Prevention and Settlement of Economic Disputes Between Japan and the United States: Part III: Dispute Avoidance and Dispute Settlement: Incomplete Rule Systems, System Incompatibilities and Suboptimal Solutions: Changing the Dynamic of Dispute Settlement and Avoidance in Trade Relations Between Japan and the United States
25 Pages Posted: 2 Sep 2011
Date Written: April 7, 1997
This article concerns the avoidance and settlement of trade disputes between Japan and the United States. There are three aspects to the question of dispute settlement and avoidance between Japan and the United States that deserve close attention.
First, the Agreement Establishing the World Trade Organization (WTO) and its related agreements move the General Agreement on Tariffs and Trade 1947 (GATT) system along the continuum from a soft law to a hard law system. There is an increased level of detail in the WTO legal instruments, and dispute settlement procedures are redesigned to reduce political influence in the outcome of proceedings. The WTO legal instruments are intended to channel trade disputes into the WTO dispute settlement forum. The evolution of the GATT legal system should attract Japanese and U.S. trade officials to the WTO dispute settlement forum, and compel its use, in a large number of contexts.
Nevertheless, there are important gaps in the WTO rule system, and these gaps are not always filled by alternative bilateral and minilateral trade instruments. These include the absence of minimum rules on the maintenance of competitive domestic markets, the absence of adequate sectoral coverage among members to the General Agreement on Trade in Services (GATS), the absence of rules on the treatment of foreign investors (including with respect to corporate governance), the absence of adequate scope of coverage of the plurilateral WTO Government Procurement Agreement, the absence of adequate rules governing civil offset arrangements, and so forth. Many of the trade disputes between Japan and the United States involve these "gap" areas. Though such disputes might in theory be resolved under a non-violation nullification or impairment action in the WTO Dispute Settlement Understanding (DSU), the lack of clarity of the WTO system in applying the non-violation rules makes such solutions problematic on all sides.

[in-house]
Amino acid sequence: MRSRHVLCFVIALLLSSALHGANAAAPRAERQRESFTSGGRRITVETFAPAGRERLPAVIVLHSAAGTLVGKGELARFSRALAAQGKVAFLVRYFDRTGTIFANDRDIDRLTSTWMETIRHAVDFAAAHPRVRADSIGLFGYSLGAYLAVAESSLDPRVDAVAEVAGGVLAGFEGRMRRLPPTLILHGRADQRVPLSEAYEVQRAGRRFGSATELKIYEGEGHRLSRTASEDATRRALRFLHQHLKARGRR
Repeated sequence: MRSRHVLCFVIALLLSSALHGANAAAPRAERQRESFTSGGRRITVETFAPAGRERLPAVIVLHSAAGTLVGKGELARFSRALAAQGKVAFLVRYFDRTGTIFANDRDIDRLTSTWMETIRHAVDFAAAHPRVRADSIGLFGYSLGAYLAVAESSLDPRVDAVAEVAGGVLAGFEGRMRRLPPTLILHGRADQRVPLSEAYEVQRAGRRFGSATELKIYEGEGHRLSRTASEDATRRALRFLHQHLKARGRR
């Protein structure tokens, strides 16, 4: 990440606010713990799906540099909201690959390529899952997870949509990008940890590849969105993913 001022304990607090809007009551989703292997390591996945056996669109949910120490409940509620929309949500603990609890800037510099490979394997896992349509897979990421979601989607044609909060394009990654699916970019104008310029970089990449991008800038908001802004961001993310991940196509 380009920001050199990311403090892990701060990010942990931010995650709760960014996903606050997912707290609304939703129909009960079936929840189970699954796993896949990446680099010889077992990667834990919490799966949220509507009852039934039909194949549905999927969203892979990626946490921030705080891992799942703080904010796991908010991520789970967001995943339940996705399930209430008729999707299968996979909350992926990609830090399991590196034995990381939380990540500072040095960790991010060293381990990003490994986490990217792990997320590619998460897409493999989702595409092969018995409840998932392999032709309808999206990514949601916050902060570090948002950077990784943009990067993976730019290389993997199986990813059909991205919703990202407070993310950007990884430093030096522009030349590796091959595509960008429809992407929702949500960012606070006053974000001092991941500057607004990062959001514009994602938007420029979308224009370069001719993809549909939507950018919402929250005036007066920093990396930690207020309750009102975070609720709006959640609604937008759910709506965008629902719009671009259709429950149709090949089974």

Improvement in the system for the avoidance and settlement of trade and investment disputes between Japan and the United States may be brought about gradually through the enlargement and refinement of the rule system governing relations between the two countries. This enlargement and refinement will not necessarily take place in the WTO. There are a variety of bilateral, minilateral and multilateral fora in which more complete systems may be negotiated, including the North American Free Trade Agreement (NAFTA), Asia Pacific Economic Cooperation (APEC) forum and the Organization for Economic Cooperation and Development (OECD), and the choice of forum will vary according to context. The enlargement and refinement of the rule system will be affected by limitations arising out of system incompatibilities.
Second, there are good faith differences between Japan and the United States concerning the desirable level of government intervention in the domestic and international marketplace. These good faith differences lead to disputes concerning whether actions by governments are taken in order to protect against foreign competition, or are taken instead to promote desirable national domestic policy goals, such as stability in employment. In addition, some differences between Japan and the United States involve the behaviors of consumers, enterprises and political parties which are deeply entrenched. Even assuming that trade officials in both countries can adequately identify ways in which economic practices of Japan and the United States could be made more compatible, and even assuming that such changes were on both sides concluded to be desirable, it is not necessarily within the power of trade officials to mandate such changes.
When system changes are impracticable, and system incompatibilities lead to an imbalance in trade relations, some form of adjustment mechanism may be desirable as a means of diffusing trade friction. Identifying entrenched system incompatibilities and creating an adjustment mechanism present a challenge to trade officials.
Third, the trend of Japan-U.S. relations over the past several decades has been to solve trade disputes through market access agreements that are either explicitly or implicitly enforced by governments. Such agreements are anticompetitive, in effect promoting market allocation by potential private competitors. These solutions are suboptimal from a competitive market standpoint, though they may be preferable to a closed market alternative. This criticism of managed market access arrangements assumes a preference for open competitive international markets. Whether Japanese and U.S. trade officials in fact share this preference on a theoretical basis is an important question.
It should be clear ab initio that there is no "magic bullet" solution to trade and investment conflicts between Japan and the United States. These conflicts may in fact become more intense as the "China problem" more directly affects bilateral Japanese-U.S. relations. An incomplete rule system cannot be made complete overnight. Major macroeconomic policy differences cannot be dismissed by each side as aberrational thinking. Suboptimal market allocation solutions must be replaced with better solutions. If this were easy or convenient, it would already have been done.
Keywords: United States, Japan, trade, dispute resolution, incomplete rule systems
JEL Classification: K33
Suggested Citation: Suggested Citation